Linux Foundation backs new ‘ACRN’ hypervisor for embedded and IoT

Intel tosses in code because data centre hypervisors are too bloated

Project ACRN logo

UPDATED The Linux Foundation has announced a new hypervisor for use in embedded and internet of things scenarios.

Project ACRN (pronounced “acorn”) will offer a “hypervisor, and its device model complete with rich I/O mediators.”

There’ll also be “a Linux-based Service OS” and the ability to “run guest operating systems (another Linux instance, an RTOS, Android, or other operating systems) simultaneously”.

Xen project logo

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The Linux Foundation already hosts the Xen Project, which has an effort under way to adapt that hypervisor for embedded and automotive applications. Xen has made that effort a priority after Amazon Web Services signalled its hypervisor will not be its long-term choice, as The Reg revealed last year.

But ACRN thinks Xen and other hypervisors built for data centre use can't do embedded well due to two problems: they’re big, and; they can’t prioritise certain workloads.

ACRN addresses the first issue by being small: the project claims it’ll have just 25,000 lines of code, compared to over 150,000 for data centre hypervisors.

The second issue is important because one target for ACRN is automotive use. Today, cars have several computers linked over a bus. It’s widely envisaged that future cars will have one computer running a hypervisor to isolate workloads, an arrangement that will mean fewer integration hassles and lower costs for auto-makers. ACRN likes that idea, but thinks a hypervisor used in such scenarios needs to prioritise workloads related to safety. Conventional hypervisors can’t do that, so ACRN will so that future in-car computers know when to starve the entertainment system of resources in order to ensure drivers’ or riders’ safety.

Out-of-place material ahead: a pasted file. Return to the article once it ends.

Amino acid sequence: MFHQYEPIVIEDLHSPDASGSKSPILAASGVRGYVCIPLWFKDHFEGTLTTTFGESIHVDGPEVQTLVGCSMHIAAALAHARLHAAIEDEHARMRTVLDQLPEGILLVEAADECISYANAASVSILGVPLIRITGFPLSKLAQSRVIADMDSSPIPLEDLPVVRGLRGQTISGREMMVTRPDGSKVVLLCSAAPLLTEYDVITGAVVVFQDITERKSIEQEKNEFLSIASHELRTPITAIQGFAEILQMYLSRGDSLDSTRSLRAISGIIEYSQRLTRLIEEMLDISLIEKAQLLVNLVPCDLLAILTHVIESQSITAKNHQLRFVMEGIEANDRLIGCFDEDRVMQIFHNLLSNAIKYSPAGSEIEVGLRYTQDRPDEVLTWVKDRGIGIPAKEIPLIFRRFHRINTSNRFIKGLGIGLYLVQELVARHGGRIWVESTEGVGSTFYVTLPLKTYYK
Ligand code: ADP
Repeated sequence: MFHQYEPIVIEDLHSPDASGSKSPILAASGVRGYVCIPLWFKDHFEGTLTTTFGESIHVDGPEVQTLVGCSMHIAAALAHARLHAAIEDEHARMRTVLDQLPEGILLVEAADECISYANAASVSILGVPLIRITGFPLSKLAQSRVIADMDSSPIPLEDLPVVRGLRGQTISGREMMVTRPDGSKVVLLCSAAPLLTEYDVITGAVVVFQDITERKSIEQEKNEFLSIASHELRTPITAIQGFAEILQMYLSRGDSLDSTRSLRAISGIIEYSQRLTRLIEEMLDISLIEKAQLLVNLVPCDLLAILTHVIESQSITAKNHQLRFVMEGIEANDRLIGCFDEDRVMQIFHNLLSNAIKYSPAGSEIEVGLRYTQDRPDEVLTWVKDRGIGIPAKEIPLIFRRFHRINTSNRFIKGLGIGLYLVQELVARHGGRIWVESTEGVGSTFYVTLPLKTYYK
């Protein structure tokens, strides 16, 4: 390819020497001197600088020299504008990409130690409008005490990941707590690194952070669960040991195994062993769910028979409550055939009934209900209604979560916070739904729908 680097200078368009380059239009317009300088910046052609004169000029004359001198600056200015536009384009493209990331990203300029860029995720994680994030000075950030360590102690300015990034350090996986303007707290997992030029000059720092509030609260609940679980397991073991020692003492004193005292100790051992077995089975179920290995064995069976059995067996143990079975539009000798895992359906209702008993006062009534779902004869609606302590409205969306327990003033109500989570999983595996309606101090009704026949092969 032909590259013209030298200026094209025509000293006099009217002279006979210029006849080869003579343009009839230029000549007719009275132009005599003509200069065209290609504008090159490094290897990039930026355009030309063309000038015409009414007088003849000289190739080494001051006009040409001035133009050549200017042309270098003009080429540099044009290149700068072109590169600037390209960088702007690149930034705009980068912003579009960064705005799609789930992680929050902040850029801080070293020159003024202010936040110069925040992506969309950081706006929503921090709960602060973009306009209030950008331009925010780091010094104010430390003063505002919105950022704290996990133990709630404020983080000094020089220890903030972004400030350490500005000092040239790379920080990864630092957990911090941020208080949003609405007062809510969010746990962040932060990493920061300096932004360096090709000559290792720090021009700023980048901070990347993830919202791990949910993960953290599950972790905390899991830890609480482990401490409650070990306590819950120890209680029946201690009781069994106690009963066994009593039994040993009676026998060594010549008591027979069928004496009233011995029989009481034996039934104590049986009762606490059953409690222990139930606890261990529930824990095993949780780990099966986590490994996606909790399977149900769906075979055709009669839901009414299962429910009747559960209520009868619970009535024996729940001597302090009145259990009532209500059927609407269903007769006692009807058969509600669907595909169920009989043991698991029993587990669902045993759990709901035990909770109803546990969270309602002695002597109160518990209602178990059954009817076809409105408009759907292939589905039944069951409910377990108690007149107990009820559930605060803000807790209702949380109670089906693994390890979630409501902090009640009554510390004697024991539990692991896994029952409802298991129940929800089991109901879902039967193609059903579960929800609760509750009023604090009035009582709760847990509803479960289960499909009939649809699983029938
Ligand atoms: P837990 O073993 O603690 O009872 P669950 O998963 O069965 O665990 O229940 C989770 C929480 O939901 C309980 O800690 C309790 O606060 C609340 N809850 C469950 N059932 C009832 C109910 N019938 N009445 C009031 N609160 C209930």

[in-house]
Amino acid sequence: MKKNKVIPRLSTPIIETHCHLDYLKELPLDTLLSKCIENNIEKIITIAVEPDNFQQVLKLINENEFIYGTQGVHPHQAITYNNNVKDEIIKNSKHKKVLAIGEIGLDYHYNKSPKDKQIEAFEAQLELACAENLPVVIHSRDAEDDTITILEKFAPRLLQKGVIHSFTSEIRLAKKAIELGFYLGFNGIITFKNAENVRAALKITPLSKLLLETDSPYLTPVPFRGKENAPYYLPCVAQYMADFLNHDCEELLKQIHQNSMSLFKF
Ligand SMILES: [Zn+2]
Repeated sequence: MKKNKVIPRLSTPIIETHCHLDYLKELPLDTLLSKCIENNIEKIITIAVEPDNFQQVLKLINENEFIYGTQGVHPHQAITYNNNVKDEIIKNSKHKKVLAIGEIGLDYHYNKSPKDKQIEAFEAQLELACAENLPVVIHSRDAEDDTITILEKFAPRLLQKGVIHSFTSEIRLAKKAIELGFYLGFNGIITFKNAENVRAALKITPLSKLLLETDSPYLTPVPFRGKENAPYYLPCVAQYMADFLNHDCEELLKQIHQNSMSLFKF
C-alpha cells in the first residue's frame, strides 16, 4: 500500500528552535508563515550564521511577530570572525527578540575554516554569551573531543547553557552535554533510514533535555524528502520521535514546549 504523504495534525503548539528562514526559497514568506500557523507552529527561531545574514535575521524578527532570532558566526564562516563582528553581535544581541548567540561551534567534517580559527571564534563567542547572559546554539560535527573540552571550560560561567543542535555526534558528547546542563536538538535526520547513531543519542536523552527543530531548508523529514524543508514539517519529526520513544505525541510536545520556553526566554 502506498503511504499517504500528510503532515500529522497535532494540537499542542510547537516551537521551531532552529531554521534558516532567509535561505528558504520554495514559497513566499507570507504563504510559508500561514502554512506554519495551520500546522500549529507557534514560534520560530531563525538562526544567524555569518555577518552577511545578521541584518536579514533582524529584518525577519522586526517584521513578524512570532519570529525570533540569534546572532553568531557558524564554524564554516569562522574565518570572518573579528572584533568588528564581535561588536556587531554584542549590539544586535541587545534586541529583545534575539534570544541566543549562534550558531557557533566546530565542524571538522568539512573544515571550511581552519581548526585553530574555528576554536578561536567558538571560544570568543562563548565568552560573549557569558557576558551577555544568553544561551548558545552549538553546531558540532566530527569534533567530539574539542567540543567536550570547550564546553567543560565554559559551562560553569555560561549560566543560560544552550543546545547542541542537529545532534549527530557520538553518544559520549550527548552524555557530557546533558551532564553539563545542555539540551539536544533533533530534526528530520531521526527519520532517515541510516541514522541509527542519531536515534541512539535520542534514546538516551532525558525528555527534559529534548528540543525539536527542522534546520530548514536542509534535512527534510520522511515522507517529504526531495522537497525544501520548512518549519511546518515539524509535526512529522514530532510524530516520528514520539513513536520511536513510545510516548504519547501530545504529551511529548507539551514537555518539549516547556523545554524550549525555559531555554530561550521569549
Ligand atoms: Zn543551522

Project ACRN schema

Project ACRN’s innards. Click image to embiggen.

ACRN may have another purpose, too: Intel’s responsible for lots of its code and for now it only runs on select Intel PCs. The project’s GitHub page says: “We welcome community contributions to help build Project ACRN support for a broad collection of architectures and platforms.” But for now it looks like the ACRN hasn’t fallen far from the x86 tree. Which is good for Xen’s efforts, as it runs on just about anything.

The Register has asked The Linux Foundation how its hypervisor projects interact and will update this story, or pen a new one, if we receive a response. ®

UPDATE, MARCH 22ND:

The Linux Foundation (LF) has responded to our request for comment with the following:

"Open source is a collaborative development and licensing model. Different communities may form at various points in time, targeting different market segments using similar technical solutions with different trade-offs, including a different set of licensing options. The Linux Foundation does not pick technical solution 'winners', but rather enables communities to develop and explore technical options in an open community.

The ACRN community formed to focus on embedded and IoT use cases, being able to reach safety critical certification and offering a permissive licensing model. The ACRN community felt they had code that was better developed in the open amongst the ecosystem that was using it and so they put the project under a neutral home.

The Xen Project’s traditional focus are server virtualization, cloud computing and security applications. However, the Xen Project has recently seen significant momentum in the embedded space, especially in the enablement of more complex types of embedded applications, due to its isolation and security features. In the last two years a number of embedded/automotive companies have built commercial products on top of Xen Project and contributed to the project, including EPAM, GlobalLogic, XILINX, DornerWorks, NXP, Star Labs, and more.

The LF continues to support the Xen Project and KVM communities and while each may have their own areas of focus, all are continuously moving forward and offering attractive options for segments of solution builders and end users.

There's a lot of great potential when it comes to virtualizing embedded environments, and having multiple hypervisors focusing on solutions for the embedded space will lead to better and more options for developers. The Linux Foundation always strives to accelerate technology development and commercial adoption through building sustainable ecosystems and open source projects like the Xen Project and ACRN."

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